Has Australian Politics Gone Green?


Has Australian Politics Gone Green?

With the release of Al Gore’s movie on Global Warming painting a very clear picture of a shocking future many Australian politicians have got on the political bandwagon.

Leading the charge – somewhat surprisingly seems to be John Howard the Prime Minister of Australia. He is at least admitting now that Global Warming is a possibility, after years of questioning the science, and it now talking about possible solutions to the problem – championing nuclear power as Australia’s answer to reducing its greenhouse gas contributions (only 1% of the world total despite a heavy reliance on coal). He has also proposed that the Murray-Darling River system which represents 70% of Australia’s water be placed under Federal control and ten billion dollars invested in protecting and improving the vital waterway. At least in the media John Howard sounds good. Most people will think he’s born again green.

Of course this is not the case, John Howard is a clever politician (as Julia Gillard, another clever politician put it) and knows what will win him votes. With Kevin Rudd the new leader of Labour having a surge in the polls little Johnny is worried. So worried he trying to even appeal to his environmental side.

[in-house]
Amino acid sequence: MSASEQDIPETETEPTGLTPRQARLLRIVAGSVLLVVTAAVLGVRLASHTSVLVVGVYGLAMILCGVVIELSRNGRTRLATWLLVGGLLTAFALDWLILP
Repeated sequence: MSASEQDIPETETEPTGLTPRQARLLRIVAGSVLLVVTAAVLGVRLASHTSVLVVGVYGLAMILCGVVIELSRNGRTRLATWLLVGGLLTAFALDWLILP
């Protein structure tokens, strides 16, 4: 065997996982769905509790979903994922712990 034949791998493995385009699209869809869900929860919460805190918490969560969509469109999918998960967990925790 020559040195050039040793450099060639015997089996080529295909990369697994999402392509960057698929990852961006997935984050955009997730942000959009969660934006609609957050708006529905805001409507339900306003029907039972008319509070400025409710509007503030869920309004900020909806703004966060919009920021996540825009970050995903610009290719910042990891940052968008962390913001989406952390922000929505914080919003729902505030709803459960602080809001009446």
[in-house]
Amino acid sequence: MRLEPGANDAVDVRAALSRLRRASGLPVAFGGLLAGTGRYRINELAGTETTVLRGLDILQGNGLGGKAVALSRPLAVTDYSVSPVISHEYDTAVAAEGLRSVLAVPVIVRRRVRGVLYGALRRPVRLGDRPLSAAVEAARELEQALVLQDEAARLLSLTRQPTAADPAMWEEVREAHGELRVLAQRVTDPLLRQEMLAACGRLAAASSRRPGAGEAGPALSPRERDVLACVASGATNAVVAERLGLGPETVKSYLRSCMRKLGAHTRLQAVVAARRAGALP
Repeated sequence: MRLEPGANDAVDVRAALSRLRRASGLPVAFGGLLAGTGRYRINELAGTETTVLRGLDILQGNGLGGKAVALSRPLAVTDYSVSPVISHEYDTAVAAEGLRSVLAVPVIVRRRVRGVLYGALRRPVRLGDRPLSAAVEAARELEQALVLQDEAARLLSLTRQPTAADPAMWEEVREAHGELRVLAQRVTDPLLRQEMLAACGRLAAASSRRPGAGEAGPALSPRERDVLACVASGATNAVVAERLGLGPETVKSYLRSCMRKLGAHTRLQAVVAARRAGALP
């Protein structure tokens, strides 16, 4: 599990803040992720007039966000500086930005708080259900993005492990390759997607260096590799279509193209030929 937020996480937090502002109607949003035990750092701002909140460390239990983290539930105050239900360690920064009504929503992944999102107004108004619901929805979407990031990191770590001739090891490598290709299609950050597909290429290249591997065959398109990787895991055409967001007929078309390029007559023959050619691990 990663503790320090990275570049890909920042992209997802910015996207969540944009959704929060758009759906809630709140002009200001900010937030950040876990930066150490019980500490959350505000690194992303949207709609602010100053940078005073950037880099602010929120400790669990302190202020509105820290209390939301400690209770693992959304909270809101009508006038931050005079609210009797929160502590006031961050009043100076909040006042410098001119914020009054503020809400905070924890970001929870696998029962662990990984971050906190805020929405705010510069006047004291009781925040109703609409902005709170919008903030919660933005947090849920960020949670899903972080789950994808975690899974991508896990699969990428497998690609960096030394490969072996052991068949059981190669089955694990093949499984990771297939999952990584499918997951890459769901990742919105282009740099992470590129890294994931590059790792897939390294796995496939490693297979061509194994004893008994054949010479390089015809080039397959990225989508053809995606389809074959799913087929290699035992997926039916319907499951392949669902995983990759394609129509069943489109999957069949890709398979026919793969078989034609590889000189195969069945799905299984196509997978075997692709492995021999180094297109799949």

Now don’t get me wrong. I’m not tree hugger – in fact I can’t stand those tree camping hippies who would do more good for the environment if they stopped protesting and smoking green and instead spent their time planting trees. However I am a realist. I can see the world is heating up – I mean how often do icebergs float past Dunedin! Because of this we must all make changes or start investing in mountain real estate. However if the Australian politicians were really green why have they not set a target for increasing the use of ethanol in cars, greater tax breaks for friendly fuels, etc.

Queensland Premier Peter Beattie smiles and says ‘I’m green, I’ve made it possible to put 10% blend of ethanol into petrol’. NOT GOOD ENOUGH. A decade and more later than other states and its not even compulsory for the fuel companies. Australia needs to have a timeline for 50% blend. It is just a case of giving the car companies the notice, the tax breaks and time to modify their production plants. Brazil has a 100% biofuel. Australia has no excuse.

So to the Aussie politicians before you claim to be really green – have you set up a timeline to increase bio-fuel use – if not your not born again green, your born again yellow!

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